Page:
I Heart Huckabees
Posted to Movies at 08:48 PM on Aug 25, 2005
2004. Fox Searchlight Pictures. Directed by David O. Russell. Starring Jason Schwartzman, Jude Law, Lily Tomlin and Dustin Hoffman
Jude Law is not cute. At best, he is good-looking in that insipid pretty-boy way. And even in those moments when he appears to be somewhat handsome, one is reminded of that faint whiff of insincere car salesman that tends to seep out in many of his roles. For instance, you have Dickie, the smug, arrogant playboy in The Talented Mr. Ripley. There's Billy, the gold-digging hustler in Midnight in the Garden of Good and Evil. And earlier this year, he played the title role as the ultimate skirt-chasing cad in a remake of Alfie. Law may be a nice guy, but playing such incredibly offensive people seems to have gotten under his skin, and now Law seems sleazy and unattractive by association.
In Huckabees, Jude plays a sleazoid department store owner. He has weasled his way into an environmental nonprofit group, muscling out hippie do-gooder Albert Markovski (Jason Schwartzman). This slight triggers an existential crisis in Albert. He seeks help in the form of a husband-and-wife team of "existential detectives" (Tomlin and Hoffman).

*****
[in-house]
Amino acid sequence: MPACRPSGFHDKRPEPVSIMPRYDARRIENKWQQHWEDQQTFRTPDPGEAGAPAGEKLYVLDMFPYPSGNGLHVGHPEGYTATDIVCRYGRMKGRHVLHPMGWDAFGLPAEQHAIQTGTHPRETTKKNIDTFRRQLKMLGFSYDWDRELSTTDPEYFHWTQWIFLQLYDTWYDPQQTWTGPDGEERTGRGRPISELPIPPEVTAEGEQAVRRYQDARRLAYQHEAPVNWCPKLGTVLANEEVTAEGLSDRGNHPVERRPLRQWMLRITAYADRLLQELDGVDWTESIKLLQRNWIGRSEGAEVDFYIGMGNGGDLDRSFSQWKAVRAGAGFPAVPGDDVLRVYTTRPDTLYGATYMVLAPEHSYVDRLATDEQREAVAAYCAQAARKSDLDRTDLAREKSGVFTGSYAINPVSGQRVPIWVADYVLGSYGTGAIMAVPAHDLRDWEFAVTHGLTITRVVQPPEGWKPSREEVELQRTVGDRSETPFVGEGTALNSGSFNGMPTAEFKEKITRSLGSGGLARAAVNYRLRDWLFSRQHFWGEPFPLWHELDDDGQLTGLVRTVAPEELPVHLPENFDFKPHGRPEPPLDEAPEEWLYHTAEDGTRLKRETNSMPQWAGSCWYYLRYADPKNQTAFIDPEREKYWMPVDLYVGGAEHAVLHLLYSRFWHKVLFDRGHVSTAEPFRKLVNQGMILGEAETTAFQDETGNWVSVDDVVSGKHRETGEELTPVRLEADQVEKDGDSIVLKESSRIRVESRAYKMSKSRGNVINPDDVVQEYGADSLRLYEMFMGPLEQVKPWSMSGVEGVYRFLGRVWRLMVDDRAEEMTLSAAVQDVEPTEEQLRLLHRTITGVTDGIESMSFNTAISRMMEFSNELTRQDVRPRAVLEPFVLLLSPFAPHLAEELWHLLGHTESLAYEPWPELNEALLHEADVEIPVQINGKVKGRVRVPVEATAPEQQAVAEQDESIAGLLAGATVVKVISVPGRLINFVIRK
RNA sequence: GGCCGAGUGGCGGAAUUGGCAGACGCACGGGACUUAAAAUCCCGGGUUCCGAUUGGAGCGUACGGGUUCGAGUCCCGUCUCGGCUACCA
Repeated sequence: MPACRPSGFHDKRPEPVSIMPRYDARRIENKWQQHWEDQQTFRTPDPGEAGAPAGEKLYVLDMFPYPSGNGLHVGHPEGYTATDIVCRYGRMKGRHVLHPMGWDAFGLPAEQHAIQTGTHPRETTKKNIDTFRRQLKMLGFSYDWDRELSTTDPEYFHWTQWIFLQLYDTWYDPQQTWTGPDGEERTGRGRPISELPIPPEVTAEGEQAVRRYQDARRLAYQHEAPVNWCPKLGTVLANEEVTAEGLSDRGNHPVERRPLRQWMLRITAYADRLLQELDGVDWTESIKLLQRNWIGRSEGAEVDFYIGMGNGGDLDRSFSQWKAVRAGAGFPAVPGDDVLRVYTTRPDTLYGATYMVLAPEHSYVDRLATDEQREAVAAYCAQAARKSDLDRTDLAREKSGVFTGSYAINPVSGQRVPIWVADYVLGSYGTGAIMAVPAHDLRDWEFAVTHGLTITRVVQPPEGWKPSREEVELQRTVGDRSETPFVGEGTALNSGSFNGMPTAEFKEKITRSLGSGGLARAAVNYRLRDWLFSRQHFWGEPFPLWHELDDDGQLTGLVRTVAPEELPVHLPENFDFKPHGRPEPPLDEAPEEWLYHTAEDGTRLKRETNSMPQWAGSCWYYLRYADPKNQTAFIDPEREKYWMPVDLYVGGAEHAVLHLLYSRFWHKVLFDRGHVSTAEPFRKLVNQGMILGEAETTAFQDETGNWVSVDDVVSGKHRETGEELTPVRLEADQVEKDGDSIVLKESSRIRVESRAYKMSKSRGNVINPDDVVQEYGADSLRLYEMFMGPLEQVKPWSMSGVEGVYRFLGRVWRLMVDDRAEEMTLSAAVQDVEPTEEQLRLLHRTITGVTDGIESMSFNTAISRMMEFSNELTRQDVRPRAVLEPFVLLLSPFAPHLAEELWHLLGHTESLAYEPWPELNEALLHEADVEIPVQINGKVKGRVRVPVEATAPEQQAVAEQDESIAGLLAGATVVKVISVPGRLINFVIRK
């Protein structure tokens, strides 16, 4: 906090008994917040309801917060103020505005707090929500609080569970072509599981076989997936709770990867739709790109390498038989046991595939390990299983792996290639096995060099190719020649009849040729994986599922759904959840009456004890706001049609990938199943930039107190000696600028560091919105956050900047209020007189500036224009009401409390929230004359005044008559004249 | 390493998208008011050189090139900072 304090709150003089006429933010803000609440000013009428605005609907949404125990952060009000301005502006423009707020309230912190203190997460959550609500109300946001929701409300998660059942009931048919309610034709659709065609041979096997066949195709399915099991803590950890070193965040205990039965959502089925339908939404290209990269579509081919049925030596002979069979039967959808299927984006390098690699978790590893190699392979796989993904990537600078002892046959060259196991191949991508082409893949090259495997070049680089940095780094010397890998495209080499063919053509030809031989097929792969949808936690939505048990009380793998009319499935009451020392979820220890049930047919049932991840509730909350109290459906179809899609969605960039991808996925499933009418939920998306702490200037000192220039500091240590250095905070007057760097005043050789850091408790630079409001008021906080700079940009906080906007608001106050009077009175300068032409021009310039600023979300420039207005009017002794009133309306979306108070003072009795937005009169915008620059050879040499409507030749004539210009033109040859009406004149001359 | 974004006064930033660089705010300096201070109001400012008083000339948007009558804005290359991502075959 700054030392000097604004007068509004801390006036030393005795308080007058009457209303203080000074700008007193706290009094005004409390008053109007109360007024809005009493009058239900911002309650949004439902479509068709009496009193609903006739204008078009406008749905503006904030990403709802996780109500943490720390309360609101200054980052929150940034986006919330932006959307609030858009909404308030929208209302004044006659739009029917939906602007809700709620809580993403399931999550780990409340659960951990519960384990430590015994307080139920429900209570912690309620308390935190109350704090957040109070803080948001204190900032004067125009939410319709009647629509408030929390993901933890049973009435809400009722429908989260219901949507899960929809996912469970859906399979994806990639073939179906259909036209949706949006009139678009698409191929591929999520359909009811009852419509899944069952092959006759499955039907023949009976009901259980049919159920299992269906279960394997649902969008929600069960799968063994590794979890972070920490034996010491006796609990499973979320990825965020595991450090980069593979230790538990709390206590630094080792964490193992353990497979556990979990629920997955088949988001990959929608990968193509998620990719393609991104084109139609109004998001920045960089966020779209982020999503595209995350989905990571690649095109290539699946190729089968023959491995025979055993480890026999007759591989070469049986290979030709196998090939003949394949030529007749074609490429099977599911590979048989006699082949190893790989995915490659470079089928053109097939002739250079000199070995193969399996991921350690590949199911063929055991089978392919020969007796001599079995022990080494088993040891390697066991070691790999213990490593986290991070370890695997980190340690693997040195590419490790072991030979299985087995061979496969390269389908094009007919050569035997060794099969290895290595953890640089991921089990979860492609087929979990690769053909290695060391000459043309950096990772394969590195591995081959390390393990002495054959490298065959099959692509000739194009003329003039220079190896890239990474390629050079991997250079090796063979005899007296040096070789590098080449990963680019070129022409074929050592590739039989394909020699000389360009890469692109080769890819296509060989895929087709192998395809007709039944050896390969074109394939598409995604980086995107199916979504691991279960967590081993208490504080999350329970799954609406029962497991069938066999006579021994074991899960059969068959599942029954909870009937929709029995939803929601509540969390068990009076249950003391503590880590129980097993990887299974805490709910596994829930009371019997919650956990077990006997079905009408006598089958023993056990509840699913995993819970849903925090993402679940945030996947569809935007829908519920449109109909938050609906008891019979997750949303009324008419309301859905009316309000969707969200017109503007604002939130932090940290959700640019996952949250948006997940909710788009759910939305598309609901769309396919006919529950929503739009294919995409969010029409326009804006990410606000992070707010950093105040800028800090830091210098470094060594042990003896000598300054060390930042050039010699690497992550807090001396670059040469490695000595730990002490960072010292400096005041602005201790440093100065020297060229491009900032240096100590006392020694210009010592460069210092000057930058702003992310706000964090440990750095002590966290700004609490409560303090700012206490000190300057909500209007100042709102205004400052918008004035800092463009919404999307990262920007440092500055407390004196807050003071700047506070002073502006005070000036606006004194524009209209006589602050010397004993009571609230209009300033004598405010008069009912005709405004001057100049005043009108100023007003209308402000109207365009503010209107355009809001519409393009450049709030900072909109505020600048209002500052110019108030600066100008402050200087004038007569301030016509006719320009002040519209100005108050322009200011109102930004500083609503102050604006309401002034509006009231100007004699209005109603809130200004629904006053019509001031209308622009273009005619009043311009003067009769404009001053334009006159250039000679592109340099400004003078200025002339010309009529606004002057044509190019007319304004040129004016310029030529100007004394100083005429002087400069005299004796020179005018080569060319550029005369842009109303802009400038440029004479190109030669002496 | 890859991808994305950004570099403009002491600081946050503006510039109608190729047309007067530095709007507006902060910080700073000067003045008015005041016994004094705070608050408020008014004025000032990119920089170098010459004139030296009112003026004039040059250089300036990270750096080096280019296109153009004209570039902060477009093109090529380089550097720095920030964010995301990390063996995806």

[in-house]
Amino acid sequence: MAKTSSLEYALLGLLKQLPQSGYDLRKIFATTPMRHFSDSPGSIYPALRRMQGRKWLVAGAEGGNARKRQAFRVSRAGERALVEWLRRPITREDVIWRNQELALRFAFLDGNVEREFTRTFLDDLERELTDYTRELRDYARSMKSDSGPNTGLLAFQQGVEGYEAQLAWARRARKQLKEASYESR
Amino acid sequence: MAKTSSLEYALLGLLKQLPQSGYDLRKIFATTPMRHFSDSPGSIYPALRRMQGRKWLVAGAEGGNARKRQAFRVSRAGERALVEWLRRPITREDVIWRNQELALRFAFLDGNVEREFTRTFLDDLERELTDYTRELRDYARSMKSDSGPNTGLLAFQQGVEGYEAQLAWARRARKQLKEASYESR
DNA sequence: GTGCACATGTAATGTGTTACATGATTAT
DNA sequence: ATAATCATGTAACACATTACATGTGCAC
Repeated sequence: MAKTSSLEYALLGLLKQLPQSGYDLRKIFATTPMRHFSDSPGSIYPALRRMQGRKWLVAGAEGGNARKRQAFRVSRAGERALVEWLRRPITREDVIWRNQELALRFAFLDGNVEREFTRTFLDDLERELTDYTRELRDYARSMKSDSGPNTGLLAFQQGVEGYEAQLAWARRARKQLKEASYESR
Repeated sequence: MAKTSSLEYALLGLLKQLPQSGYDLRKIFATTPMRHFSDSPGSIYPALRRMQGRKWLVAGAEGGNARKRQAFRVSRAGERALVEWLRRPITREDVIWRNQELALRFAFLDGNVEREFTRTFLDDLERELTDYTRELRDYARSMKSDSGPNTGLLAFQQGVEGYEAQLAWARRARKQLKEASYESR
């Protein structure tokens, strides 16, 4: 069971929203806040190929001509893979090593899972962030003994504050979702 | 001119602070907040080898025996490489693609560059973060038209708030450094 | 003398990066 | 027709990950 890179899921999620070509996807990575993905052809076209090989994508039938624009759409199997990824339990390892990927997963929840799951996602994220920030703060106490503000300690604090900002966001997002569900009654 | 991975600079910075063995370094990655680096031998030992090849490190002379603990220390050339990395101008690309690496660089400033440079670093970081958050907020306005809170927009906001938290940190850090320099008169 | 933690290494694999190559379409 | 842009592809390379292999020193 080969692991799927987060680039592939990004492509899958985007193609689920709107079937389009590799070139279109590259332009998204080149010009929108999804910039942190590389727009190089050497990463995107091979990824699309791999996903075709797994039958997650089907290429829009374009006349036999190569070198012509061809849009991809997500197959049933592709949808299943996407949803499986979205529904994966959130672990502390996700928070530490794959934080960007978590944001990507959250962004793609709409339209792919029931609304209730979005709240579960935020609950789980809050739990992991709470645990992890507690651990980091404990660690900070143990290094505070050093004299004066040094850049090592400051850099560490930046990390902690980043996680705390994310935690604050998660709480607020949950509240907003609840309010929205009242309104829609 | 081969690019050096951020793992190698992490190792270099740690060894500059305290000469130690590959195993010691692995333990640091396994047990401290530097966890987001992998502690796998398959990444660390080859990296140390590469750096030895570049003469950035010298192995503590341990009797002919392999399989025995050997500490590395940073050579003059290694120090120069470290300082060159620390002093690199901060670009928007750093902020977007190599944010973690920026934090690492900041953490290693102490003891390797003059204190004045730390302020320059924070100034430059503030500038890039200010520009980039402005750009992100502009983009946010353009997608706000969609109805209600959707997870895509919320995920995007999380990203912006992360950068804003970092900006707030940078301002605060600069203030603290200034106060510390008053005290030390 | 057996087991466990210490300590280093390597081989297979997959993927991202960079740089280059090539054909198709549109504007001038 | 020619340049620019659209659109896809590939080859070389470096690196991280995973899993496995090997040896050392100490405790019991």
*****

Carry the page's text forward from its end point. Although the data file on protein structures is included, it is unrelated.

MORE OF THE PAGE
If forced to make a comparison, I would have to lump this film in with Adaptation or Being John Malkovich, but not even that would be entirely accurate. There's a certain level of aren't-we-clever mugging for the audience that it shares with those films, but there's more, too.
There are actual funny parts. There's a hilarious cameo near the end. To reveal who is in the cameo is giving away too much, but I can say that it's pretty satisfying when it happens. The story is so full of little details that I probably didn't even catch them all. Remember Tippi Hedren from The Birds? She has a small but quite comical role.
As any good satire does, Huckabees leaves people scratching their heads. I'm still not done watching it, even though I sat in my chair until the credits were over. I'm most puzzled by a conversation that Albert and Tommy have with a conservative farm-belt family over dinner. And how that fits into the numerous country music references in the movie. And how those things fit in with the heavy philosophy talk. It's no popcorn movie.
Post a comment